This November marks the 20th anniversary of the defeat of Oregon Ballot Measure 9, an initiative put forth by the Oregon Citizens Alliance that sought to amend the state constitution to prohibit public schools from “promoting” homosexuality and require all levels of government to teach youth that being gay is “abnormal, wrong, unnatural and perverse.”
Fortunately, the measure was defeated in the Nov. 3, 1992 general election by a margin of 56 to 43 percent. But it didn’t go down without a fight. Local LGBTQ organizations are commemorating that victory Nov. 3 with events at Q Center and canvassing to support the fight for marriage equality in Washington State. Details about the day’s events are available here.
In the Oct./Nov. issue of PQ Monthly, readers shared some of their memories from that time.
“In 1992 I was 21 years old and attending Linfield College in McMinnville, Oregon. … I had just “officially” come out to my parents and they were STRUGGLING with my homosexuality. … In the midst of all this, Measure 9 was put out on the ballot. What timing! My parents were horrified — they were forced to have to ‘think’ about an issue that now personally affected them. I was horrified — the measure reiterated everything my parents felt and said to me about being gay. It was a punch in the gut. I recall my mom sneaking ‘Yes on 9’ literature in my bag. I remember crying when she did, but I retaliated by putting ‘No on 9’ pamphlets in her purse. It was a silent, but very emotional battle that went on for months.”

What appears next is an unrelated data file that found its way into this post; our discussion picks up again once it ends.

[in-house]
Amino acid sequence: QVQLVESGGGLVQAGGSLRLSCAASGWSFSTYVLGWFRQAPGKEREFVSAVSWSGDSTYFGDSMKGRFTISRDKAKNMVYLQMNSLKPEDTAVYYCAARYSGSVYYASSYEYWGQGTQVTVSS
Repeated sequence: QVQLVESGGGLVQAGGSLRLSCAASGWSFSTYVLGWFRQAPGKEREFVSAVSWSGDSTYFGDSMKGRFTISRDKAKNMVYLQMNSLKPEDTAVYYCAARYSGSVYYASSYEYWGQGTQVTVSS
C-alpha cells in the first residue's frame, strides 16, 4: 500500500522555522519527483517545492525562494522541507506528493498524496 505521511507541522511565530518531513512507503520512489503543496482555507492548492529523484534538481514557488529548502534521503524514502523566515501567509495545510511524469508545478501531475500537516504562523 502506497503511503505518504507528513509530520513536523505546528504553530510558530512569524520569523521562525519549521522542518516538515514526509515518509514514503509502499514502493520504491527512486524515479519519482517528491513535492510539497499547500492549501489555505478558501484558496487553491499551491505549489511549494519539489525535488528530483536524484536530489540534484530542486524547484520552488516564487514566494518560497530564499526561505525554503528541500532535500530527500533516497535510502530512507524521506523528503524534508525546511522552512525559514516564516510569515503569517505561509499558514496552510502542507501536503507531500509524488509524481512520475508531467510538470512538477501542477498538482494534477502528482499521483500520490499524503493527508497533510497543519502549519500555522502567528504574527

– Meighan Holder
“triangle productions! was in the midst of producing “BENT,” a play by Martin Sherman dealing with homosexuals in Nazi Germany during WWII. An amazing time. The documentarians who were doing the doc on Measure 9 came and interviewed the cast and crew. … Also, the Anne Frank Exhibit was here during that time and I would drive up to the theatre and have to clean it off because people would put swastikas on the outside of the theatre and “hate fag notes.”
– Don Horn
“Trust me when I tell you that with each passing day, every one of my friends began to feel the stress that comes from being part of a persecuted, marginalized group. We stood strong but being told we are less than others because of our sexual orientation took its toll. We began to feel hunted in much the same ways my people were hunted in Eastern Europe. It’s difficult to describe how you begin to look over your shoulder, sleep with a weapon close by, get used to being called a dyke or a faggot lover on the street. You never get used to it. It always hurts. Living through Measure 9 was difficult on our psyches.”
– Pauline Miriam